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Human Development Counseling (M.Ed.)

Department of Human and Organizational Development

Program Overview

Counseling begins and ends with the needs of human beings. Gain experience working with diverse populations in diverse contexts by earning a Human Development Counseling degree in Clinical Mental Health Counseling or School Counseling from Vanderbilt University.

The HDC master’s degree trains you to translate sound theoretical knowledge and research into effective counseling programs as a clinical mental health or school counselor. In a rigorous and integrated program of study, you will acquire a strong theoretical grounding in human development, counseling paradigms, and change strategies.

Class sizes are intentionally small in the Human Development Counseling program and are designed to foster close working relationships between you, our faculty, and community partners. Such a personalized approach results in more productive classroom time and a more valuable field experience.

Specializations

The Human Development Counseling program offers two curriculum tracks:

  • Clinical Mental Health Counseling: This track prepares you for a career in various social service agencies, mental health centers, and employee assistance programs, as well as other mental health organizations. Private practice as a Licensed Professional Counselor (LPC) is an achievable goal if you pursue this track.
  • School Counseling: This track prepares you to work as a professional school counselor in grades K12. Program requirements lead directly to licensure as a school counselor by meeting all of the requirements established by the Tennessee State Department of Education. This track is also available online.

Accreditation

The master’s degree in Human Development Counseling is accredited by the Council for Accreditation of Counseling and Related Educational Programs (CACREP). The School Counseling track is also accredited as part of institutional accreditation awarded by the Council for the Accreditation of Educator Preparation (CAEP). The new online School Counseling degree is currently seeking CACREP accreditation.

National Counselor Exam and Praxis

Because the Human Development Counseling campus program is accredited by CACREP, you will be eligible to take the National Counselor Exam the semester before you graduate.

The exam is not a program requirement, but most students in both tracks sit for the exam before graduation. Of the 14 Clinical Mental Health Counseling students and 14 School Counseling students who took the NCE exam in 2017, 100 percent passed.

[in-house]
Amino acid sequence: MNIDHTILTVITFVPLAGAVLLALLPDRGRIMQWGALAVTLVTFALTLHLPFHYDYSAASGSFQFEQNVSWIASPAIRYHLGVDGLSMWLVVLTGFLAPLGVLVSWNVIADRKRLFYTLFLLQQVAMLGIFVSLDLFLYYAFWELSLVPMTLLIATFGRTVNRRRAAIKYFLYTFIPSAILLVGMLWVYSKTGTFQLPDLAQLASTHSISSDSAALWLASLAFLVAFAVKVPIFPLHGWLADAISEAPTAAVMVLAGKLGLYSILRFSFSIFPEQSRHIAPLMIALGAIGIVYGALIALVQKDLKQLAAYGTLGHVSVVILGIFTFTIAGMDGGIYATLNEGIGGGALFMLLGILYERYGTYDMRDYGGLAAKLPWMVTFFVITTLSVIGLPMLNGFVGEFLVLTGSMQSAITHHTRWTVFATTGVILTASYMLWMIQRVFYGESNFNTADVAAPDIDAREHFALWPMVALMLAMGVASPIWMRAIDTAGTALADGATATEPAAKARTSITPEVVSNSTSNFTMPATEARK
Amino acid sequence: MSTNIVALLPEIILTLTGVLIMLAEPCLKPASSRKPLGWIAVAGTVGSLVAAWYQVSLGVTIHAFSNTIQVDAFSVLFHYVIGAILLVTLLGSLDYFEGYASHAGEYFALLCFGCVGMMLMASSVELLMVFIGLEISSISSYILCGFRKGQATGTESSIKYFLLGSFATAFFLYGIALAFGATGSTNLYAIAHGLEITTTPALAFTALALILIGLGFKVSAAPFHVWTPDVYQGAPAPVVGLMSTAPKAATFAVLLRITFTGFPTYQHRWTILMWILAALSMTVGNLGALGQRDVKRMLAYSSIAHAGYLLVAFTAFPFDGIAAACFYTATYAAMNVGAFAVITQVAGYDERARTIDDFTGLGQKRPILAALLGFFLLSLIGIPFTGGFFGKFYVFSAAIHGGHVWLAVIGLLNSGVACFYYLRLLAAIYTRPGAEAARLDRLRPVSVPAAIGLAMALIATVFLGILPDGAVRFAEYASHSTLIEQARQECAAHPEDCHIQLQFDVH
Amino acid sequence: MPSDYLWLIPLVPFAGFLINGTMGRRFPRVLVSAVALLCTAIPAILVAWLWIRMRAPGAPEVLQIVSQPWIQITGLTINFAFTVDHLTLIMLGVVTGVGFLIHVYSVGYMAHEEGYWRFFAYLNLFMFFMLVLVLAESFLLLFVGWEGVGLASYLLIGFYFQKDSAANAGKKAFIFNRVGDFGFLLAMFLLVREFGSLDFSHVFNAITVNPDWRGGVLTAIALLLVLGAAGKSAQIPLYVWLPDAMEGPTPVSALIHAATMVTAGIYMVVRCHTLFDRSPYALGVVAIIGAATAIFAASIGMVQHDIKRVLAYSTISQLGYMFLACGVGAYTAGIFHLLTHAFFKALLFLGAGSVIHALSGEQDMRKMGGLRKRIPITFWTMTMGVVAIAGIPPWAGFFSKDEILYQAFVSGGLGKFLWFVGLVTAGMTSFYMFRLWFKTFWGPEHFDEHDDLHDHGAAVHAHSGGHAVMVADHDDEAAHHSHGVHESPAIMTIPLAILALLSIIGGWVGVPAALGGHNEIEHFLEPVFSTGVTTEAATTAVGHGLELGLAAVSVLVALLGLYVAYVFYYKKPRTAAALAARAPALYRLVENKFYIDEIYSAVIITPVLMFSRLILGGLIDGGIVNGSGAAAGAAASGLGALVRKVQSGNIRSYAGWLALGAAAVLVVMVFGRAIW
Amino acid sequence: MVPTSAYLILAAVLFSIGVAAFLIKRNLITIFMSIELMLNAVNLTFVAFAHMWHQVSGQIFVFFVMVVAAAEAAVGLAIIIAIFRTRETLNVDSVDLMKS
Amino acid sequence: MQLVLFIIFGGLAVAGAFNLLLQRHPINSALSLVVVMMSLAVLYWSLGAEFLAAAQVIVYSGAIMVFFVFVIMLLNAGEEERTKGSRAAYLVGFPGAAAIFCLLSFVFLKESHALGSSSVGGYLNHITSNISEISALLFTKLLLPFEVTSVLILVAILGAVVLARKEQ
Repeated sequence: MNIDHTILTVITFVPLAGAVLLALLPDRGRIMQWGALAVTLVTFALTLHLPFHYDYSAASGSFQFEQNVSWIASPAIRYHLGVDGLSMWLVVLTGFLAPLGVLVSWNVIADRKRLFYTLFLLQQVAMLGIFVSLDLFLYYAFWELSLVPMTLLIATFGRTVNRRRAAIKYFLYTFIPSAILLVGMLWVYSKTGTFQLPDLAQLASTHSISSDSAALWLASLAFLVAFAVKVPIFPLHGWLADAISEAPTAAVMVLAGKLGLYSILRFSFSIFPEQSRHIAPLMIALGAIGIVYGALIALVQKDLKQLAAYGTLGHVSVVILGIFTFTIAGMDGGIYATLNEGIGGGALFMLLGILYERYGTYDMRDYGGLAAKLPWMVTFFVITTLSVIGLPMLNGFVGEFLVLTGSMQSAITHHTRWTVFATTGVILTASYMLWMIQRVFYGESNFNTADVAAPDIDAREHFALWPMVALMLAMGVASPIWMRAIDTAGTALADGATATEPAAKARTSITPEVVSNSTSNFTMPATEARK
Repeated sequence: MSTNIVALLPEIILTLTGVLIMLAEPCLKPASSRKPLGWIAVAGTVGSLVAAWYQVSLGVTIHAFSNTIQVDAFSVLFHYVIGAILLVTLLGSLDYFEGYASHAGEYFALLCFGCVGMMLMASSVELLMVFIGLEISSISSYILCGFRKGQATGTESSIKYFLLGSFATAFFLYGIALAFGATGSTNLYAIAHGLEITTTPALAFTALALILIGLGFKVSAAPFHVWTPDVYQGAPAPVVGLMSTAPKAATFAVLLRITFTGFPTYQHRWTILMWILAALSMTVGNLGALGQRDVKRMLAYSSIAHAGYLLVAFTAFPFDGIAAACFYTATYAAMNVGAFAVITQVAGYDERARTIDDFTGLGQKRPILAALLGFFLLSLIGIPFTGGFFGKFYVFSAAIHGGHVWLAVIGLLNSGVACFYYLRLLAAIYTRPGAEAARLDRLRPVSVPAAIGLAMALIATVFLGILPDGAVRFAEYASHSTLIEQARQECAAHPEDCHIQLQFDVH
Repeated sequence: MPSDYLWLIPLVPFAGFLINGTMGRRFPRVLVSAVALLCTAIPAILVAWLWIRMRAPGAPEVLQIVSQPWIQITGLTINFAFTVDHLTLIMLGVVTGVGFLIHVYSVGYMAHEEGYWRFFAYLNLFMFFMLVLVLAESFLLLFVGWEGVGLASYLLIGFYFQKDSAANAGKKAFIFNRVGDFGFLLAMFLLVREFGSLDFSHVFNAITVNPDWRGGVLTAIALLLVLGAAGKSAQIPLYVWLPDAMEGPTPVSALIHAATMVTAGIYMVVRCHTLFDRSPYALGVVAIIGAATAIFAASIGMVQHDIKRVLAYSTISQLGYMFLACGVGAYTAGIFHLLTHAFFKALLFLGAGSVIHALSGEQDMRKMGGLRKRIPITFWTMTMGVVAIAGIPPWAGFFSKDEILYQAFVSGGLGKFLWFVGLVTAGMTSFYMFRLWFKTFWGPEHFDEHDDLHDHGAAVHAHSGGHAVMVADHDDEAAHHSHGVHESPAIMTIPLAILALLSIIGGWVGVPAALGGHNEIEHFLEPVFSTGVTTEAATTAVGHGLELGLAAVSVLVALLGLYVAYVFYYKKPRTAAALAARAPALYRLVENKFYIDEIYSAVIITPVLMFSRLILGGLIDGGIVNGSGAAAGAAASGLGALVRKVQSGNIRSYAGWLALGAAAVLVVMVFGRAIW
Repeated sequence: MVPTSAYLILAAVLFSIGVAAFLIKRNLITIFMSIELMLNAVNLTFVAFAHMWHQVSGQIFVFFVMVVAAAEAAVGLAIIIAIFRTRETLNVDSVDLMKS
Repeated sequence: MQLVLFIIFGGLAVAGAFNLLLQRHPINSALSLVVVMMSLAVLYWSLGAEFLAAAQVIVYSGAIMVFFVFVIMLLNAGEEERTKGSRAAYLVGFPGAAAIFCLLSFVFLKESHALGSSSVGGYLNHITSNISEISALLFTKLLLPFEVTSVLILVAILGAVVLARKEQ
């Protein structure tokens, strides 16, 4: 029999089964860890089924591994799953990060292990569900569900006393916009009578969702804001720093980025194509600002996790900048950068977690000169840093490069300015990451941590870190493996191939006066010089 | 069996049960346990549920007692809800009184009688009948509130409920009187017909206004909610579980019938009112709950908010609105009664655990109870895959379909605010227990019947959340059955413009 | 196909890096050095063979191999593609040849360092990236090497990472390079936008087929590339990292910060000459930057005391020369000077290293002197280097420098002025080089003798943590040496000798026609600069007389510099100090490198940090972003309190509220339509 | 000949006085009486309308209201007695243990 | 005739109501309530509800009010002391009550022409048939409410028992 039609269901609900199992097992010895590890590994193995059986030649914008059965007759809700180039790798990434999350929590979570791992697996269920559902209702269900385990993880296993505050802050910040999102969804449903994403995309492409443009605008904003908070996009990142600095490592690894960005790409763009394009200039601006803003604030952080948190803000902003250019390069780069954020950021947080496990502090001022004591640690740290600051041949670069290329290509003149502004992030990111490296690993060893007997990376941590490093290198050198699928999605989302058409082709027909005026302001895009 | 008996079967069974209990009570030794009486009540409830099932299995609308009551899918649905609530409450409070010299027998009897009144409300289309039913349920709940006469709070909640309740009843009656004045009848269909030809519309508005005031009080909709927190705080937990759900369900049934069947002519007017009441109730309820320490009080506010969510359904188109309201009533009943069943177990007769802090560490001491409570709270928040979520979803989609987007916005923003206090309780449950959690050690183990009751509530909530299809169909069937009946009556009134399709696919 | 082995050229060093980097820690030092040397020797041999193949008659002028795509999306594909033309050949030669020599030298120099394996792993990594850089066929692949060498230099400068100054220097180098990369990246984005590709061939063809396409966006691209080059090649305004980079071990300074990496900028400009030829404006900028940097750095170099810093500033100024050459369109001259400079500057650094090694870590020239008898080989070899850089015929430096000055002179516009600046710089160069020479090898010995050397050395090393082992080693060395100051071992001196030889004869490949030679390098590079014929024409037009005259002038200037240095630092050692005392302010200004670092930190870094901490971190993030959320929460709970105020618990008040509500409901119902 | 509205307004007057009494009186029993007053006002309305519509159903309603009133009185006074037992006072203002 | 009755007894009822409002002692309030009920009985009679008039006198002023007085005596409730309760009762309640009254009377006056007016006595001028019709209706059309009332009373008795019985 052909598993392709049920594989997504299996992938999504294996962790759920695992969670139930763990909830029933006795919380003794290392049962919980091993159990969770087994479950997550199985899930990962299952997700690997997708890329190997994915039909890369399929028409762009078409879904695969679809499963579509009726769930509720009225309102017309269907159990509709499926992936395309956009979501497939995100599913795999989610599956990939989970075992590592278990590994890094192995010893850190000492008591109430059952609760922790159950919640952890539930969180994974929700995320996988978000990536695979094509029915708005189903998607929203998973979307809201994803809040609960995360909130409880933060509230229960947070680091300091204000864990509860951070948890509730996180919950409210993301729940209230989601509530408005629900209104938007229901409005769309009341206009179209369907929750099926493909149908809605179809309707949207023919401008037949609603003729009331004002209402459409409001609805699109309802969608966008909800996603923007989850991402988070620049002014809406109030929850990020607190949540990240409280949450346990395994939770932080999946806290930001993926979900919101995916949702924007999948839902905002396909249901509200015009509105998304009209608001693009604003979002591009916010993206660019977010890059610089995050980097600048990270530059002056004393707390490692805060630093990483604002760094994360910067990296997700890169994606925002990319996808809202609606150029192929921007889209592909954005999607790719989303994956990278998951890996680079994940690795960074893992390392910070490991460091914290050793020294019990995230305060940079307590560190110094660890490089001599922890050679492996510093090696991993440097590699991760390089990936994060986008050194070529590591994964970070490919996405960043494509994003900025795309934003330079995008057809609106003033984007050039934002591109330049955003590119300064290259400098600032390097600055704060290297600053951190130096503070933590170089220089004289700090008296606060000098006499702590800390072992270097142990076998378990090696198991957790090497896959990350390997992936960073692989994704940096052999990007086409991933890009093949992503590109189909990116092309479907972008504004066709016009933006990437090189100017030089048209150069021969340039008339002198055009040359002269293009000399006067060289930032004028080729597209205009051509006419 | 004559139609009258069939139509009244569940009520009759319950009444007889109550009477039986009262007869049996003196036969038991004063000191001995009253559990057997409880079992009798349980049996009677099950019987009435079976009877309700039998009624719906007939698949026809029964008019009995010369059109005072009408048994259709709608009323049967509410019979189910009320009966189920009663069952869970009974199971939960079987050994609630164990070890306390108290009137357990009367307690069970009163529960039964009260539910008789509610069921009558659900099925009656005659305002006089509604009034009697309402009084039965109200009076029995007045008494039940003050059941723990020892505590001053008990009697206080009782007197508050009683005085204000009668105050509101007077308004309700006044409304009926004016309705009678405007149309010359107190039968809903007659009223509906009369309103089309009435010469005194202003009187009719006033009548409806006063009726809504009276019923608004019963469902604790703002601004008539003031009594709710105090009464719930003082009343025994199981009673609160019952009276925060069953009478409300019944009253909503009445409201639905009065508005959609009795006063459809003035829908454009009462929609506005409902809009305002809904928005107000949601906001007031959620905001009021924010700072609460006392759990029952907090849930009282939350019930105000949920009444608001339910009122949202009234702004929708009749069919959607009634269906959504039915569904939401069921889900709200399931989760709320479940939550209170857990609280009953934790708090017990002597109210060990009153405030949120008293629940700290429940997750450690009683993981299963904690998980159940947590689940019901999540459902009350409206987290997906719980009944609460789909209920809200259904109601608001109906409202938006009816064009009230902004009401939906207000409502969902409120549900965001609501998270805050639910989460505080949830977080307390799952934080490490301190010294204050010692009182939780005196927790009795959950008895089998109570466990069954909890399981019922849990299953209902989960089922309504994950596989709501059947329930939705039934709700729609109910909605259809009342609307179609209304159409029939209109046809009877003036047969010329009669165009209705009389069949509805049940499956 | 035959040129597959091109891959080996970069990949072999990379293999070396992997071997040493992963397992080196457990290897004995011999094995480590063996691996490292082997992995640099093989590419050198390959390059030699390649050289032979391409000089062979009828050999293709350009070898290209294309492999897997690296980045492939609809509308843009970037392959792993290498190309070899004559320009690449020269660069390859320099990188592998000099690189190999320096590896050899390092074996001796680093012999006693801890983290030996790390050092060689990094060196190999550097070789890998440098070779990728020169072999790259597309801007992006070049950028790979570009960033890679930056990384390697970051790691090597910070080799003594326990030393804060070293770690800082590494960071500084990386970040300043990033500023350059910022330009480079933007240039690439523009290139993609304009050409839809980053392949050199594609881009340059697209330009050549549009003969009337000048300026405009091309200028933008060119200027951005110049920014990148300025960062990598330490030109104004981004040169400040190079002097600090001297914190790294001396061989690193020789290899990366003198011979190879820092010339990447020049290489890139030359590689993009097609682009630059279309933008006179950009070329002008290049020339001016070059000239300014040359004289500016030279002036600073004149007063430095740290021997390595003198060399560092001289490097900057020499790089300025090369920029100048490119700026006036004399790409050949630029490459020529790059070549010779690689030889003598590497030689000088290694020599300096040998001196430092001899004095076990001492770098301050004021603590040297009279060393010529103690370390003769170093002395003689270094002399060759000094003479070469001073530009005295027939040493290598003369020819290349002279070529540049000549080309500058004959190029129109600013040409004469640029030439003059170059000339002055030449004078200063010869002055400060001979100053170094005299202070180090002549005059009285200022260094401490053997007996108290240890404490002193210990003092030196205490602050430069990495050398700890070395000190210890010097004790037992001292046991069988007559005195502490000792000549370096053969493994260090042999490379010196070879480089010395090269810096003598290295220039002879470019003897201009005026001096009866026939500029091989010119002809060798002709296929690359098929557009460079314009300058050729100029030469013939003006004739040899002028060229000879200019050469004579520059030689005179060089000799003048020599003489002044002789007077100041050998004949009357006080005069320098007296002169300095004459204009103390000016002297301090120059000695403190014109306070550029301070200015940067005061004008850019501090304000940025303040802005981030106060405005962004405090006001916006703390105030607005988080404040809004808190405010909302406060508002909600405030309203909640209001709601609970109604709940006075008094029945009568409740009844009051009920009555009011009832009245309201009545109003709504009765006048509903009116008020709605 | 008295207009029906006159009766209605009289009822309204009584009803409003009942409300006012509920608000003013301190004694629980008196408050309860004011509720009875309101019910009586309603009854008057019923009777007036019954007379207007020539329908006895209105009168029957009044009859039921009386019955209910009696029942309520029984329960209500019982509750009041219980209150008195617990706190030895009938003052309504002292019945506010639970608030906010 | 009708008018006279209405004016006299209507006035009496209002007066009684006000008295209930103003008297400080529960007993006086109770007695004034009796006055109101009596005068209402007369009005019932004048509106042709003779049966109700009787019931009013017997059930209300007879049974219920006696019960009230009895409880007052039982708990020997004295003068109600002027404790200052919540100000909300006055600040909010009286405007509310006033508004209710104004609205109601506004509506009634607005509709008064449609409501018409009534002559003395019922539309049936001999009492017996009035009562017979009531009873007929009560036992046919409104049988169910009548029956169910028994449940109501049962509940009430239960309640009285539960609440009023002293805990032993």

School Counseling students are required to take the Praxis exam as part of the requirements for licensure as a school counselor. Pass rate for this exam was 100 percent in 2017.

Program at a Glance

Master of Education (M.Ed.) in Human Development Counseling

Department of Human and Organization Development

Program Director: Gina Frieden, Ph.D.
Admissions Coordinator: Sherrie Lane
Admission Term: Fall
Credit Hours: 48-60
Priority Application Deadline: December 31* for fall entrance

* We will continue to accept applications after this date, but applications will be evaluated for admission and scholarships on a space-and-funds-available basis.

Careers in Human Development Counseling

With two distinct tracks as part of the graduate program in Human Development Counseling, there are two common career paths for our alumni:

  • Clinical Mental Health Counseling students often seek licensure and enter positions as Licensed Professional Counselors in for-profit or nonprofit agencies, private practice settings, or at private or charter schools as a mental health counselor on staff. Some go on to doctoral study in counseling or related fields.
  • School Counseling students often obtain licensure and work as school counselors in public or private K-12 settings.

98%

of Human Development Counseling graduates were employed or attending graduate school within four months of graduation.

Click here to see a list of recent career placements:

Recent graduates of the Clinical Mental Health Counseling track have gone on to the following positions, among others:

  • Child and Adolescent Therapist, Thrive Counseling, Fayetteville, N.C.
  • Clinical Mental Health Counselor, Oasis Center, Nashville, Tenn.
  • Counselor, Rogers Behavioral Health, Chicago, Ill.
  • Mental Health Clinician, Vanderbilt University Medical Center, Nashville, Tenn.
  • Ph.D. Candidate, Clinical Psychology, University of Colorado, Colorado Springs, Colo.

Recent graduates of the School Counseling track have joined the following institutions:

  • American Academy of Innovation, Daybreak, Utah
  • Golden Gate Middle School, Naples, Fla.
  • Marist School, Atlanta, Georgia
  • Nashville School for the Arts, Nashville, Tenn.
  • Oklahoma City High School, Oklahoma City, Okla.

Field Experience

Both tracks in the Human Development Counseling program include a practicum and full-year internship placement in a mental health, social service agency, or school setting under supervision.